Sunrise Walk with Surprises. Both Good and Bad.

This morning I woke up to a glorious pre-dawn glow. I felt I needed exercise and decided to head out for a walk. While it was still cool. That’s a relative term here in Florida, of course.

Clearwater Bay Florida before sunrise
Pre-dawn sky over the bay.

This first morning after the July 4th weekend, I wanted to check on the birds after all the fireworks on the beach and around the bay on Saturday, and even on Sunday. I was hoping my feathered friends had been huddling in the salt marsh during the festivities, and not flying in the path of any of the hundreds of “rockets” reaching for the skies.

july 4 fireworks clearwater florida
July 4th fireworks over the bay.

The salt marsh was quiet and serene. Just me and a few birds. And the sun trying to peek over the horizon, while the moon was still hanging on high up in the sky.

sunrise at the salt marsh Sand key Park Clearwater Florida
Sun peeks over the horizon at the salt marsh…
vaning moon at sunrise Sand key Clearwater Florida
…but the moon lingers on…

Many of the residents were sleeping in their hidden night quarters, but the Great Blue Heron was already patrolling the shallow waters.

great blue heron at sunrise Sand Key Park Clearwater Florida
The Great Blue Heron is an early bird…

And so were the Florida Mottled Ducks. I think these might’ve been juveniles from the brood I spotted in April.

two mottled ducks at sunrise Sand Key Park Clearwater Florida
…and so are the young ducks.

I also spotted a bird that I couldn’t identify. My friend H.J. thinks it might be a Mississippi Kite – thank you!

Loggerhead Shrike
Loggerhead Shrike

Seeing the empty nest reminded me that I thought I’d seen Mama and Papa Osprey flying together on Saturday afternoon. I’d had my binoculars and made a positive ID on both.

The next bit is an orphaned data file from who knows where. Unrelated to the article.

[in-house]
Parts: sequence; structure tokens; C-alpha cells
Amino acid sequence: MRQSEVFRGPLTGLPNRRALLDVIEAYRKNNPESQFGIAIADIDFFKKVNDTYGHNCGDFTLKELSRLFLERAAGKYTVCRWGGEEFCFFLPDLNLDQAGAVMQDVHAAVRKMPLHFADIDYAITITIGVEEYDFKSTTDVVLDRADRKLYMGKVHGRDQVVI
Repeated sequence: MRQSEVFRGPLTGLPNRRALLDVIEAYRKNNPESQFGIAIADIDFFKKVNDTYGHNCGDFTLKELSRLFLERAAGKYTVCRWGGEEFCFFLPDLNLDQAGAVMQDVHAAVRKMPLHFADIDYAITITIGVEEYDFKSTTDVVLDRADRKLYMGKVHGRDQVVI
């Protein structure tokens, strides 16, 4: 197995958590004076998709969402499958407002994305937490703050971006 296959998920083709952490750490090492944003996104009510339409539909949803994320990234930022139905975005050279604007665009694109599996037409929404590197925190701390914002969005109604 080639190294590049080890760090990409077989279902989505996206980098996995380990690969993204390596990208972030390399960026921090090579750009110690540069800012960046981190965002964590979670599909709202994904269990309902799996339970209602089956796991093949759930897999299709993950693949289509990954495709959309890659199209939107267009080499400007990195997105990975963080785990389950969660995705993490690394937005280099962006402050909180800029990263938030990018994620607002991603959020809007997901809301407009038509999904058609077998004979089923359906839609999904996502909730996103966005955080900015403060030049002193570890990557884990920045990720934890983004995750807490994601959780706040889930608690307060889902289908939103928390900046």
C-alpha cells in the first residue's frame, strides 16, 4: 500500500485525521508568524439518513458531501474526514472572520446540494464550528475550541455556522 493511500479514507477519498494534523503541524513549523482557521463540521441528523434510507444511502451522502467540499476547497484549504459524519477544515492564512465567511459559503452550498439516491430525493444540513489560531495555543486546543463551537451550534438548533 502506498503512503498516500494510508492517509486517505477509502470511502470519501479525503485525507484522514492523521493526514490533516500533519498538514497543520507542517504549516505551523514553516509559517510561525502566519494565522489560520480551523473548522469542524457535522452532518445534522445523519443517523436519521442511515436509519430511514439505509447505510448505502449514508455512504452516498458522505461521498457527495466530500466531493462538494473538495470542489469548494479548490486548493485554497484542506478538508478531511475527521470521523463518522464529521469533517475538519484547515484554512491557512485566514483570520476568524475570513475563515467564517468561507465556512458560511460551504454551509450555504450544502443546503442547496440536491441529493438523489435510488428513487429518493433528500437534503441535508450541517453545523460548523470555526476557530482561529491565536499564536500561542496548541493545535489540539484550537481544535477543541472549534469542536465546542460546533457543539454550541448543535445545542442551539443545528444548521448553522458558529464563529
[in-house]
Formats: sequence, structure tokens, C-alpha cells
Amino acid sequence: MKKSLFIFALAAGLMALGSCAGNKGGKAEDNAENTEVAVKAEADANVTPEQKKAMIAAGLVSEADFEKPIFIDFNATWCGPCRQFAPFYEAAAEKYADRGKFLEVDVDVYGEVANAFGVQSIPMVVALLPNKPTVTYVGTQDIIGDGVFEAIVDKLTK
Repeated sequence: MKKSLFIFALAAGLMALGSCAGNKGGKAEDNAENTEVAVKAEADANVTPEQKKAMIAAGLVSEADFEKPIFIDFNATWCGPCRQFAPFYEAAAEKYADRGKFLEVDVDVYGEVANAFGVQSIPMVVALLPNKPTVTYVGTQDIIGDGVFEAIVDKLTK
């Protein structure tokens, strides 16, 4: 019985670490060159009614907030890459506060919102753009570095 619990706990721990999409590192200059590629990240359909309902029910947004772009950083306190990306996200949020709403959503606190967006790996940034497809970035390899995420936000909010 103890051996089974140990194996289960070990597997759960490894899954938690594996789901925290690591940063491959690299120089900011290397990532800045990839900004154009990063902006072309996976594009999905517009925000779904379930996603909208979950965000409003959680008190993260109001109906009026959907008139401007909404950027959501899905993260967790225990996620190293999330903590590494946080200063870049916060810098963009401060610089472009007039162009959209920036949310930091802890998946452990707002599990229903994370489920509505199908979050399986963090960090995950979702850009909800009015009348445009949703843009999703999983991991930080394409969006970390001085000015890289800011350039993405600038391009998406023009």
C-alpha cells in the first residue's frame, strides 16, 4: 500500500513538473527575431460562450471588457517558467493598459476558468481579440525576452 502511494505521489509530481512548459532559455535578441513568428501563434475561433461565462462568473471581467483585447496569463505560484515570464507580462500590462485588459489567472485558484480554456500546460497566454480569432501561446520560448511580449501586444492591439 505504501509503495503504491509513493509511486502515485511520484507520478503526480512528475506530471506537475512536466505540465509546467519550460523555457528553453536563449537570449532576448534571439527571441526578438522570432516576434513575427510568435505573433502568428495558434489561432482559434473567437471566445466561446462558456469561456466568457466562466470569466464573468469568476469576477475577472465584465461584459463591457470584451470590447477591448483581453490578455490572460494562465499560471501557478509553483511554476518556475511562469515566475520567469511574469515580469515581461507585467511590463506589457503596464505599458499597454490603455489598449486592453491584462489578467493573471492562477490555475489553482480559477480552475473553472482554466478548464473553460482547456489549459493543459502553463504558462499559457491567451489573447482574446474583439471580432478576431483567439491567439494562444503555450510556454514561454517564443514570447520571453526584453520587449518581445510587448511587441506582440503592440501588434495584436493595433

empty osprey nest sand key park clearwater florida
The empty Osprey nest, now barebones after the storm mid June.

I decided to walk onto the bayside to see if I could find them. I walked past the Sailing Center where Papa Stanley used to have his feeding perch when Sindile was still in the nest. He was not there.

sunrise on the bay at the sailing center sand key clearwater Florida
Sunrise on the bay…

I admired the bay basking in newly acquired sunlight, when I spotted Mama Sandy on a lamp-post close to the sea wall! She’d gone away when the two older chicks left the nest, about three weeks ago. I’d been right when I saw the two of them. She was back!

female osprey with a fish at sunrise sand key clearwater florida
Mama osprey is back! I missed to check what she was looking at…maybe it was Papa flying by.

She was turned towards the rising sun, drying her still wet feathers, and eating a big fish with great appetite. And she didn’t look like she’d been on vacation. Her crop looked empty, and she had lost even more weight from the time I last saw her. She may have followed the chicks and been teaching them how to fish…getting very little food for herself.

female osprey eats fish at sunrise sand key clearwater Florida
Mama Sandy at sunrise, still wet after her breakfast dive.

Now she was back to keep an eye on the nest, exactly like last year. I left her eating breakfast and walked across the marsh back to the beach.

sunrise sky on Sand Key beach clearwater florida
Early sunrise sky as seen from the beach.

In addition to many gulls, I spotted a Ruddy Turnstone, and a Willet. Both were running back and forth at the water’s edge, busy getting breakfast.

ruddy turnstone on sand key beach Clearwater Florida
A Ruddy Turnstone on the beach.
willet on sand key beach at sunrise clearwater florida
A Willet in the waves.

But I also found something left behind by much bigger, and supposedly wiser, bipeds.

fireworks paraphernalia left behind on the beach clearwater florida
Fireworks paraphernalia left on the beach…

TNT Dark Revenge. Very close to a clearly marked Sea Turtle nest. Frustrating, and dark indeed. I’m just hoping the bangs didn’t disturb the 100+ eggs recently laid there by Mama Sea Turtle.

sea turtle nest on the beach clearwater florida
…next to a marked Sea Turtle nest.

Mother Nature is amazing, but her caretakers not always so. Luckily She is quite resilient. Constantly producing new life for us to enjoy. Like this blue-eyed juvenile Ibis and these fluffy Moorhen babies, both spotted over the weekend.

 juvenile ibis sand key park clearwater florida
A juvenile Ibis.
moorhen chicks and mom sand key park clearwater florida
Moorhen chicks listen attentively to their Mama.

Thanks for coming along. Have a great rest of the week.

63 thoughts on “Sunrise Walk with Surprises. Both Good and Bad.”

    1. Mama is slim for sure. Now she’s going to eat herself to her normal weight 🙂 Let’s hope the sea turtle eggs are buried deep enough not to be disturbed.